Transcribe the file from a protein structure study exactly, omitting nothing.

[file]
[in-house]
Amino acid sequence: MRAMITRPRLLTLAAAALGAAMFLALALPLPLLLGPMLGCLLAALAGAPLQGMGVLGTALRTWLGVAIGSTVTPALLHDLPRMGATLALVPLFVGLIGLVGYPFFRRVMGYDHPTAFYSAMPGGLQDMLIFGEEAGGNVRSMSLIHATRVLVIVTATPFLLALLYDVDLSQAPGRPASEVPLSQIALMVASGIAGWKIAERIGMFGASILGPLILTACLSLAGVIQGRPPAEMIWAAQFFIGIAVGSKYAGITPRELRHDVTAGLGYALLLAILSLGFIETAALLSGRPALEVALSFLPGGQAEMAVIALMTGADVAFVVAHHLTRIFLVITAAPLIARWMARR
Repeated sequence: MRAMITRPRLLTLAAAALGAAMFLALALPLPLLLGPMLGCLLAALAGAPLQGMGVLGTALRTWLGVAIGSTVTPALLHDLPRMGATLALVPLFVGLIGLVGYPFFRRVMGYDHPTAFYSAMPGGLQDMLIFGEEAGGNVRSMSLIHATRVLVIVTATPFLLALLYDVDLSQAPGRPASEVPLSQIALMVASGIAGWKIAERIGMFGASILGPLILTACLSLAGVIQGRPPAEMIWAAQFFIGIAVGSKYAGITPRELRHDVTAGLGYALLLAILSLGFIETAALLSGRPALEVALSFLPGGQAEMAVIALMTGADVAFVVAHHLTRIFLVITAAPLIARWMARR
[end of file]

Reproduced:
[in-house]
Amino acid sequence: MRAMITRPRLLTLAAAALGAAMFLALALPLPLLLGPMLGCLLAALAGAPLQGMGVLGTALRTWLGVAIGSTVTPALLHDLPRMGATLALVPLFVGLIGLVGYPFFRRVMGYDHPTAFYSAMPGGLQDMLIFGEEAGGNVRSMSLIHATRVLVIVTATPFLLALLYDVDLSQAPGRPASEVPLSQIALMVASGIAGWKIAERIGMFGASILGPLILTACLSLAGVIQGRPPAEMIWAAQFFIGIAVGSKYAGITPRELRHDVTAGLGYALLLAILSLGFIETAALLSGRPALEVALSFLPGGQAEMAVIALMTGADVAFVVAHHLTRIFLVITAAPLIARWMARR
Repeated sequence: MRAMITRPRLLTLAAAALGAAMFLALALPLPLLLGPMLGCLLAALAGAPLQGMGVLGTALRTWLGVAIGSTVTPALLHDLPRMGATLALVPLFVGLIGLVGYPFFRRVMGYDHPTAFYSAMPGGLQDMLIFGEEAGGNVRSMSLIHATRVLVIVTATPFLLALLYDVDLSQAPGRPASEVPLSQIALMVASGIAGWKIAERIGMFGASILGPLILTACLSLAGVIQGRPPAEMIWAAQFFIGIAVGSKYAGITPRELRHDVTAGLGYALLLAILSLGFIETAALLSGRPALEVALSFLPGGQAEMAVIALMTGADVAFVVAHHLTRIFLVITAAPLIARWMARR